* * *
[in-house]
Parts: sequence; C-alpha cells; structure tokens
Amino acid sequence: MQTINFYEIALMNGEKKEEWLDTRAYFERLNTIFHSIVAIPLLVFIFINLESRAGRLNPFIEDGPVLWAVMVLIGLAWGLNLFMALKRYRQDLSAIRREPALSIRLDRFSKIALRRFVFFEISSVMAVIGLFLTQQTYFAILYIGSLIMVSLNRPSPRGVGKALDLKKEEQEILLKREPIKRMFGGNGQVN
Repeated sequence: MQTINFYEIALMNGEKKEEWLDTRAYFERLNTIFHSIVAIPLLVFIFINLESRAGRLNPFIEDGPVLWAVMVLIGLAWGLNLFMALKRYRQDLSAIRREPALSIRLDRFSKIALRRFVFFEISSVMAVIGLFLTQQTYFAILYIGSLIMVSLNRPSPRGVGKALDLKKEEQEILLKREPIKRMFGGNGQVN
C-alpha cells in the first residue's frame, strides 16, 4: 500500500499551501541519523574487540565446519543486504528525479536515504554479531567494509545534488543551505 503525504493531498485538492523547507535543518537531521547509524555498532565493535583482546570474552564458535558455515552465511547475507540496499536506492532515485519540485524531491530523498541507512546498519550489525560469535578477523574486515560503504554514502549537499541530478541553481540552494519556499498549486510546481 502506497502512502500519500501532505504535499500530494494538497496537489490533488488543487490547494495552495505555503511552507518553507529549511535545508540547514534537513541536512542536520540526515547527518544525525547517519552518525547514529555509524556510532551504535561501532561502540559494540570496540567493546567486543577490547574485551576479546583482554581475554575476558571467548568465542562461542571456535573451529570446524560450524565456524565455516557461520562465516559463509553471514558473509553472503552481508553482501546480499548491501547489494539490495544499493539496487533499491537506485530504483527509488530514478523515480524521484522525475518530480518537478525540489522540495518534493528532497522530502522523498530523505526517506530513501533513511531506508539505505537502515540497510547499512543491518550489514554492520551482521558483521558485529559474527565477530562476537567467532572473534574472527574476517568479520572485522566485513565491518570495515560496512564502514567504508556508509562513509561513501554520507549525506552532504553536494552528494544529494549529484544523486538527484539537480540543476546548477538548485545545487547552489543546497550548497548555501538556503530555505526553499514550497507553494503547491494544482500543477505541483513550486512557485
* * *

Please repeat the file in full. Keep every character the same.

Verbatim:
[in-house]
Parts: sequence; C-alpha cells; structure tokens
Amino acid sequence: MQTINFYEIALMNGEKKEEWLDTRAYFERLNTIFHSIVAIPLLVFIFINLESRAGRLNPFIEDGPVLWAVMVLIGLAWGLNLFMALKRYRQDLSAIRREPALSIRLDRFSKIALRRFVFFEISSVMAVIGLFLTQQTYFAILYIGSLIMVSLNRPSPRGVGKALDLKKEEQEILLKREPIKRMFGGNGQVN
Repeated sequence: MQTINFYEIALMNGEKKEEWLDTRAYFERLNTIFHSIVAIPLLVFIFINLESRAGRLNPFIEDGPVLWAVMVLIGLAWGLNLFMALKRYRQDLSAIRREPALSIRLDRFSKIALRRFVFFEISSVMAVIGLFLTQQTYFAILYIGSLIMVSLNRPSPRGVGKALDLKKEEQEILLKREPIKRMFGGNGQVN
C-alpha cells in the first residue's frame, strides 16, 4: 500500500499551501541519523574487540565446519543486504528525479536515504554479531567494509545534488543551505 503525504493531498485538492523547507535543518537531521547509524555498532565493535583482546570474552564458535558455515552465511547475507540496499536506492532515485519540485524531491530523498541507512546498519550489525560469535578477523574486515560503504554514502549537499541530478541553481540552494519556499498549486510546481 502506497502512502500519500501532505504535499500530494494538497496537489490533488488543487490547494495552495505555503511552507518553507529549511535545508540547514534537513541536512542536520540526515547527518544525525547517519552518525547514529555509524556510532551504535561501532561502540559494540570496540567493546567486543577490547574485551576479546583482554581475554575476558571467548568465542562461542571456535573451529570446524560450524565456524565455516557461520562465516559463509553471514558473509553472503552481508553482501546480499548491501547489494539490495544499493539496487533499491537506485530504483527509488530514478523515480524521484522525475518530480518537478525540489522540495518534493528532497522530502522523498530523505526517506530513501533513511531506508539505505537502515540497510547499512543491518550489514554492520551482521558483521558485529559474527565477530562476537567467532572473534574472527574476517568479520572485522566485513565491518570495515560496512564502514567504508556508509562513509561513501554520507549525506552532504553536494552528494544529494549529484544523486538527484539537480540543476546548477538548485545545487547552489543546497550548497548555501538556503530555505526553499514550497507553494503547491494544482500543477505541483513550486512557485